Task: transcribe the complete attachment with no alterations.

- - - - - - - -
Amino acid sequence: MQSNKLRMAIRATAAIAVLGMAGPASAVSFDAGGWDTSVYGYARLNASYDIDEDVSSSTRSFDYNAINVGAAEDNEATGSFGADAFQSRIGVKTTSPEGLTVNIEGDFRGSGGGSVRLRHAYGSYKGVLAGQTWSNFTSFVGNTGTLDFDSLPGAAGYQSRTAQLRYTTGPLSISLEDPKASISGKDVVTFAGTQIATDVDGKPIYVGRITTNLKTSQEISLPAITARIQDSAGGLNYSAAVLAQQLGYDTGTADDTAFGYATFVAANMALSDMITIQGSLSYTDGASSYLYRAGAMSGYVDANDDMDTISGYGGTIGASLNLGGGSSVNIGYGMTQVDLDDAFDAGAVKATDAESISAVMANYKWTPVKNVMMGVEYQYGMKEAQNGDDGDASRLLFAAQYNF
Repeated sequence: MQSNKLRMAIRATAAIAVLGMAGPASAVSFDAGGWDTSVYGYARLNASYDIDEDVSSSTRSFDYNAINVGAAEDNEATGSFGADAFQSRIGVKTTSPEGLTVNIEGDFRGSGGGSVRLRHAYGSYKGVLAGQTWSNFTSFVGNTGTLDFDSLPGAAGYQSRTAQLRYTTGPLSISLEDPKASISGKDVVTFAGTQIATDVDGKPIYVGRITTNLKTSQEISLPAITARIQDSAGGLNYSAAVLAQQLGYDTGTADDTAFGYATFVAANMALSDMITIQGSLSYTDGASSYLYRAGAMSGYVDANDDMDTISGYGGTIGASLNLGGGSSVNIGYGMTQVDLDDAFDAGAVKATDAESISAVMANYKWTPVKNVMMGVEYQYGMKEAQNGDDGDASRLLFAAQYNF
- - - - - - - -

Amino acid sequence: MQSNKLRMAIRATAAIAVLGMAGPASAVSFDAGGWDTSVYGYARLNASYDIDEDVSSSTRSFDYNAINVGAAEDNEATGSFGADAFQSRIGVKTTSPEGLTVNIEGDFRGSGGGSVRLRHAYGSYKGVLAGQTWSNFTSFVGNTGTLDFDSLPGAAGYQSRTAQLRYTTGPLSISLEDPKASISGKDVVTFAGTQIATDVDGKPIYVGRITTNLKTSQEISLPAITARIQDSAGGLNYSAAVLAQQLGYDTGTADDTAFGYATFVAANMALSDMITIQGSLSYTDGASSYLYRAGAMSGYVDANDDMDTISGYGGTIGASLNLGGGSSVNIGYGMTQVDLDDAFDAGAVKATDAESISAVMANYKWTPVKNVMMGVEYQYGMKEAQNGDDGDASRLLFAAQYNF
Repeated sequence: MQSNKLRMAIRATAAIAVLGMAGPASAVSFDAGGWDTSVYGYARLNASYDIDEDVSSSTRSFDYNAINVGAAEDNEATGSFGADAFQSRIGVKTTSPEGLTVNIEGDFRGSGGGSVRLRHAYGSYKGVLAGQTWSNFTSFVGNTGTLDFDSLPGAAGYQSRTAQLRYTTGPLSISLEDPKASISGKDVVTFAGTQIATDVDGKPIYVGRITTNLKTSQEISLPAITARIQDSAGGLNYSAAVLAQQLGYDTGTADDTAFGYATFVAANMALSDMITIQGSLSYTDGASSYLYRAGAMSGYVDANDDMDTISGYGGTIGASLNLGGGSSVNIGYGMTQVDLDDAFDAGAVKATDAESISAVMANYKWTPVKNVMMGVEYQYGMKEAQNGDDGDASRLLFAAQYNF